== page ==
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calfpath

Build Status

A Clojure library for à la carte (orthogonal) Ring request matching.

(Calf path is a synonym for Desire path. The Calf-Path is a poem by Sam Walter Foss.)

Why Calfpath?

  • Ring has no built-in routing mechanism; Calfpath delivers this essential feature.
  • Orthogonality - match URI patterns, HTTP methods or anything in a Ring request.
  • Calfpath is fast (benchmarks included) - there is no cost to what you do not use.
  • API is available as both dispatch macros and composable, data-driven routes.

Usage

Leiningen dependency: [calfpath "0.6.0"] (requires Clojure 1.7 or later)

Require namespace:

(require '[calfpath.core  :refer [->uri ->method ->get ->head ->options ->patch ->put ->post ->delete]])
(require '[calfpath.route :as r])

Direct HTTP URI/method dispatch

When you need to dispatch on URI pattern with convenient API:

(defn handler
  [request]
  ;; ->uri is a macro that dispatches on URI pattern
  (->uri request
    "/user/:id*" [id]  (->uri request
                         "/profile/:type/" [type] (->method request
                                                    :get {:status 200
                                                          :headers {"Content-Type" "text/plain"}
                                                          :body (format "ID: %s, Type: %s" id type)}
                                                    :put {:status 200
                                                          :headers {"Content-Type" "text/plain"}
                                                          :body "Updated"})
                         "/permissions/"   []     (->method request
                                                    :get {:status 200
                                                          :headers {"Content-Type" "text/plain"}
                                                          :body (str "ID: " id)}
                                                    :put {:status 200
                                                          :headers {"Content-Type" "text/plain"}
                                                          :body (str "Updated ID: " id)}))
    "/company/:cid/dept/:did/" [cid did] (->put request
                                           {:status 200
                                            :headers {"Content-Type" "text/plain"}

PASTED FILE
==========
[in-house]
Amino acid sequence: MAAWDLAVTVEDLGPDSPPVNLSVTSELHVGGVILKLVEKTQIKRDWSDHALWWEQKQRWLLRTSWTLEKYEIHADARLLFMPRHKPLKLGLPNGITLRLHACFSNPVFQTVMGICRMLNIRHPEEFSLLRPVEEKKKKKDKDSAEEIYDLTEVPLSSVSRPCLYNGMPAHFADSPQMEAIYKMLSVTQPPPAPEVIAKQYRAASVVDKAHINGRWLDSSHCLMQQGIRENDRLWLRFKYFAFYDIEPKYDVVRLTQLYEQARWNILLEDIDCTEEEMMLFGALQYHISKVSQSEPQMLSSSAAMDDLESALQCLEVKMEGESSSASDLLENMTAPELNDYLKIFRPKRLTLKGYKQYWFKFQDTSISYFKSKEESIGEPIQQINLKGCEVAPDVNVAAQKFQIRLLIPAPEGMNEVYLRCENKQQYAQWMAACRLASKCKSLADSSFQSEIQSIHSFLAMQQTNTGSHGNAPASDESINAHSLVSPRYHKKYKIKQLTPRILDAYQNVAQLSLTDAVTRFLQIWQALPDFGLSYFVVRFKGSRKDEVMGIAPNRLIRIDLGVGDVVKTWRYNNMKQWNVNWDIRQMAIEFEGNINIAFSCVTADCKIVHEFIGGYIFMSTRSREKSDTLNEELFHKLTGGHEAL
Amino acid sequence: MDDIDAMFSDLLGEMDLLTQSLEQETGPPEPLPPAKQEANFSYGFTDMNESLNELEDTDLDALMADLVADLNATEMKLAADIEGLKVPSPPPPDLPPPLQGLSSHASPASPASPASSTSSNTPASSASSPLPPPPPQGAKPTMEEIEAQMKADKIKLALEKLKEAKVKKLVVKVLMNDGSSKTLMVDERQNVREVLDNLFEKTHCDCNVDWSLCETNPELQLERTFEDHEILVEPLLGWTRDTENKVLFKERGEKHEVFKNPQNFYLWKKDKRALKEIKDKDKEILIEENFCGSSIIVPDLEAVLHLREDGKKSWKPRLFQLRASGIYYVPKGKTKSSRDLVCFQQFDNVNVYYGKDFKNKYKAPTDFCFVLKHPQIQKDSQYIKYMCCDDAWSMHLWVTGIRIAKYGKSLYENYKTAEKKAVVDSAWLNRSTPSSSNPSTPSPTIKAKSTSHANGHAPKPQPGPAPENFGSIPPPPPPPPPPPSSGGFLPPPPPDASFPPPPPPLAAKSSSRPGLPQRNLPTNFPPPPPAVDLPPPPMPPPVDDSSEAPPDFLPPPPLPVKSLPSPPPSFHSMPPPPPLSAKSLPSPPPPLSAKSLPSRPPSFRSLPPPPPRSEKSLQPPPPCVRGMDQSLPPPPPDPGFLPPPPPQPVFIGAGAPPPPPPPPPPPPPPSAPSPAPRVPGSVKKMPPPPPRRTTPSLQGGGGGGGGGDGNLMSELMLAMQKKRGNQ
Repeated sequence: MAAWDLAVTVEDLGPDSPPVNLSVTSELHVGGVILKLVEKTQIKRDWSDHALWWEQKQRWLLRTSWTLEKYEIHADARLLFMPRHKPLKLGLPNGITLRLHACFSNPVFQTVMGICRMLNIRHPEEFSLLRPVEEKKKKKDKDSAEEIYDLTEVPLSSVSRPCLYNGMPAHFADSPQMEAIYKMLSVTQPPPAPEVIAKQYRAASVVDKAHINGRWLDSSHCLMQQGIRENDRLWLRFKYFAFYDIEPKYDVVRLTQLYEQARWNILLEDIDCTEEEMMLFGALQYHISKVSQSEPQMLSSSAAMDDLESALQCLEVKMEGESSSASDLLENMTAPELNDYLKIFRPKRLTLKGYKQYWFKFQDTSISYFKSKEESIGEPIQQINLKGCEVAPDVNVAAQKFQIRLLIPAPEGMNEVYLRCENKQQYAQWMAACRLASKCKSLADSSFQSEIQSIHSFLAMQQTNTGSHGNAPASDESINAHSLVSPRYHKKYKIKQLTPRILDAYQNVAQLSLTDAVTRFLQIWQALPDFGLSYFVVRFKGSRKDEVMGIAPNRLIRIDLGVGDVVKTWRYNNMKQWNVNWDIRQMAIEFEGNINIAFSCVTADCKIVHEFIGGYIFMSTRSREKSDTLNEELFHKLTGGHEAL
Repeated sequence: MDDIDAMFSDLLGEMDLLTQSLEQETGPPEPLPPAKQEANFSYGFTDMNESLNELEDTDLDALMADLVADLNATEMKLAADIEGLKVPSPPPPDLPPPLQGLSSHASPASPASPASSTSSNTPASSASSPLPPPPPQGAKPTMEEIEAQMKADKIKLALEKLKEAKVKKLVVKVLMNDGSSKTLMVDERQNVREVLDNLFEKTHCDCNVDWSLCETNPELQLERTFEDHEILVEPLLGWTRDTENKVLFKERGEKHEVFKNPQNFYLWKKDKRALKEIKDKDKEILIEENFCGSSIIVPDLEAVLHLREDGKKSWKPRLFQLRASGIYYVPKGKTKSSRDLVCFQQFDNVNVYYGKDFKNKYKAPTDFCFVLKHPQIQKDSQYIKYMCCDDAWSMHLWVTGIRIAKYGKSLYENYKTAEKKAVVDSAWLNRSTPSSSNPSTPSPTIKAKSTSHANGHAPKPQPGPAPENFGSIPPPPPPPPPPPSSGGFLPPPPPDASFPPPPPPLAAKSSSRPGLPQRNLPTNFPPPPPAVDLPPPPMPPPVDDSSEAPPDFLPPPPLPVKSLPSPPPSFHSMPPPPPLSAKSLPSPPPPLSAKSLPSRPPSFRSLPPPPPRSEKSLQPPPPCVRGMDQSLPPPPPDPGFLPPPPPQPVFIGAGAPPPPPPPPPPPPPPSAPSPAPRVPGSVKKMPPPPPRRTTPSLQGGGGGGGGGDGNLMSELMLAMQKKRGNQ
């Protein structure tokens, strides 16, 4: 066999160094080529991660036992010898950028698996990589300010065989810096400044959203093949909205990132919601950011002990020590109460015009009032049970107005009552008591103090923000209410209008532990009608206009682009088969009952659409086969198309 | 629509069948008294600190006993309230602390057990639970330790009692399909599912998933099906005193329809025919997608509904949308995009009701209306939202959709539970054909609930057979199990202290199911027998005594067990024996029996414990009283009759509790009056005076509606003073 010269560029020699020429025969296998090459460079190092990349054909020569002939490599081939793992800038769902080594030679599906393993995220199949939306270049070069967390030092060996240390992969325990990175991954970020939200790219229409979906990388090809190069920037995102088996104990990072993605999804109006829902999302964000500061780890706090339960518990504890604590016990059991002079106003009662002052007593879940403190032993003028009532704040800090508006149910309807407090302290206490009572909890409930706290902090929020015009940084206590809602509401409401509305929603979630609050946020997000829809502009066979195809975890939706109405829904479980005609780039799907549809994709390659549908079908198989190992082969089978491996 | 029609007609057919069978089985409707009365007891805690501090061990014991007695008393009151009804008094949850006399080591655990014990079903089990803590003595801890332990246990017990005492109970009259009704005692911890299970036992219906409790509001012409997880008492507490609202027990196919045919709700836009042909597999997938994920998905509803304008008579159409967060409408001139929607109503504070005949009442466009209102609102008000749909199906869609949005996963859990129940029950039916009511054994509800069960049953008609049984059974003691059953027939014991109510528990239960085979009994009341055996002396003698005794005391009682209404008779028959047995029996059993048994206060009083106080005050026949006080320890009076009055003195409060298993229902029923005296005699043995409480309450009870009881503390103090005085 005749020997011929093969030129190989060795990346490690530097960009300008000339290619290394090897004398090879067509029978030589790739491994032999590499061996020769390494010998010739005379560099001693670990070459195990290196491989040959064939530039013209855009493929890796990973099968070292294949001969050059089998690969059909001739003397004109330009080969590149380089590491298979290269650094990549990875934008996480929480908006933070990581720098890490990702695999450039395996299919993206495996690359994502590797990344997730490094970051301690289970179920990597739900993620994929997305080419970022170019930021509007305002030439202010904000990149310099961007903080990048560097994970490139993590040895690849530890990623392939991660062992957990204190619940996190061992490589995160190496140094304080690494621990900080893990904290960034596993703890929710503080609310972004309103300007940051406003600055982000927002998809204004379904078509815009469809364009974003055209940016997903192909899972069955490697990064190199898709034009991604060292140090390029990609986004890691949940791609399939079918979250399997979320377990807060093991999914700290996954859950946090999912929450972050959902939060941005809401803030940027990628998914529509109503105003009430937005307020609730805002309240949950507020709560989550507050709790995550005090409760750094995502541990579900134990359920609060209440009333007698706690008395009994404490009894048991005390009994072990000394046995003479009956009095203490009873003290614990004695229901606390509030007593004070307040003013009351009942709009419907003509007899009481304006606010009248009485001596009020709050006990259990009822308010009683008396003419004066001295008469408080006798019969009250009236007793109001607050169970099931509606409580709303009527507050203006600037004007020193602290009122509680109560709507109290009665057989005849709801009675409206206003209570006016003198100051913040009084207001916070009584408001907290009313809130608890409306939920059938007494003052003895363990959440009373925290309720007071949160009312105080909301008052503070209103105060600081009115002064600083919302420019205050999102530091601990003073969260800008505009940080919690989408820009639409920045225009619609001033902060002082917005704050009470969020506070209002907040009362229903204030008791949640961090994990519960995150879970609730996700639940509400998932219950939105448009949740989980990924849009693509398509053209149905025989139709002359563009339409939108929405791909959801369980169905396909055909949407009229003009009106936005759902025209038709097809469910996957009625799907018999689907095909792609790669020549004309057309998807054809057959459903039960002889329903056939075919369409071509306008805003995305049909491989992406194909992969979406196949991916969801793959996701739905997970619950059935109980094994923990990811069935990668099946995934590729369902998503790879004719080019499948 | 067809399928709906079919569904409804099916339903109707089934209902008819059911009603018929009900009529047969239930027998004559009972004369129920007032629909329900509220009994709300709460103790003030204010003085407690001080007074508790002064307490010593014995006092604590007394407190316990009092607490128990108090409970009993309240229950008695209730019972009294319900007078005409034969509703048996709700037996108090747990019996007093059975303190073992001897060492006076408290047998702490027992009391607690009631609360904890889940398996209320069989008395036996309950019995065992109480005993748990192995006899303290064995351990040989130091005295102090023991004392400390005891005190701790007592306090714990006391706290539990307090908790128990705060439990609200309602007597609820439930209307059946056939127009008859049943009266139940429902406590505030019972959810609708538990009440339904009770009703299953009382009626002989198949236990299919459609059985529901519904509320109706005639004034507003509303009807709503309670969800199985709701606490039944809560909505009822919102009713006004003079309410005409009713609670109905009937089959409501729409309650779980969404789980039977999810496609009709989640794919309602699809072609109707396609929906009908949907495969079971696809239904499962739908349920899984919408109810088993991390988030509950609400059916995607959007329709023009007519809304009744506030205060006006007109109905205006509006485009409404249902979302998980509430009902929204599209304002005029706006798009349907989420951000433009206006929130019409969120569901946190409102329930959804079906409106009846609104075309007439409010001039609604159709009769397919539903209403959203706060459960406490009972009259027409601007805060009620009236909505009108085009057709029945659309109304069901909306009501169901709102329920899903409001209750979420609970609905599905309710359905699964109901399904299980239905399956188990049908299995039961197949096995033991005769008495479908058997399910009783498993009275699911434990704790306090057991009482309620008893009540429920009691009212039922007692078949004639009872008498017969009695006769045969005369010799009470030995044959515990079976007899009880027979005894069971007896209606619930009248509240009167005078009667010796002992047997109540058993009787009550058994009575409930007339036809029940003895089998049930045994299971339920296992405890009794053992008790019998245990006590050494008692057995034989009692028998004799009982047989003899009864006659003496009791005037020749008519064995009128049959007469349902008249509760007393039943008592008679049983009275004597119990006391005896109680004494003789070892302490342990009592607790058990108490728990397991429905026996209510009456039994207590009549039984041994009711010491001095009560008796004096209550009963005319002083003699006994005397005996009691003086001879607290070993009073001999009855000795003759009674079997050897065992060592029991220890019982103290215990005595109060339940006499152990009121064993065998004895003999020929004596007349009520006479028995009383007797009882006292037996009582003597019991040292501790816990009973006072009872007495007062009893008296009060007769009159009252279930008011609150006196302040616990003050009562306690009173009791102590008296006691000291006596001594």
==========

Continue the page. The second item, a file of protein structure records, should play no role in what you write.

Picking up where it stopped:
:body "Data"})
    "/this/is/a/static/route"  []        (->put request
                                           {:status 200
                                            :headers {"Content-Type" "text/plain"}
                                            :body "output"})))

Data-driven Routes abstraction

In many cases we need to manipulate (i.e. add and extend) the dispatch criteria before handling the requests. This can be addressed by the routes abstraction. Routes are a vector of route specification maps. Every route has three fundamental keys:

Key Required? Description
:matcher Yes (fn [request]) -> request? returns request on success and nil on failure
:nested Either Routes vector - nested match is attempted on this if matcher was successful
:handler Either (fn [request]) -> response returns Ring response map, like a Ring handler

Notes on routes

  • The :matcher key must be present in a route spec for dispatch.
    • In practice, other keys (e.g. :uri, :method etc.) add the :matcher key
  • Either :handler or :nested key must be present in a route spec.
  • A successful match may return an updated request, or the same request, or nil

See examples below:


;; a route-handler is arity-1 fn, like a ring-handler
(defn list-user-jobs
  [{:keys [user-id] :as request}]
  ...)

(defn app-routes
  "Return a vector of route specs."
  []
  [;; first route has a partial URI match,implied by a trailing '*'
   {:uri "/users/:user-id*" :nested [{:uri "/jobs/"        :nested [{:method :get  :handler list-user-jobs}
                                                                    {:method :post :handler assign-job}]}
                                     {:uri "/permissions/" :method :get :handler permissions-hanler}]}
   {:uri "/orders/:order-id/confirm/" :method :post :handler confirm-order}        ; :uri is lifted over :method
   {:uri "/health/"  :handler health-status}
   {:uri "/static/*" :handler (-> (fn [_] {:status 400 :body "No such file"})      ; static files serving example
                                ;; the following require Ring dependency in your project
                                (ring.middleware.resource/wrap-resource "public")  ; render files from classpath
                                (ring.middleware.file/wrap-file "/var/www/public") ; render files from filesystem
                                (ring.middleware.content-type/wrap-content-type)
                                (ring.middleware.not-modified/wrap-not-modified))}])

;; create a Ring handler from given routes
(def ring-handler
  (-> (app-routes)
    r/compile-routes
    r/make-dispatcher))

Development

You need JDK 1.7 or higher during development.

Running tests:

$ lein do clean, test
$ lein with-profile c17 test

Running performance benchmarks:

$ lein do clean, perf-test
$ lein with-profile c17,perf test  # on specified Clojure version

License

Copyright © 2015-2018 Shantanu Kumar (kumar.shantanu@gmail.com, shantanu.kumar@concur.com)

Distributed under the Eclipse Public License either version 1.0 or (at your option) any later version.

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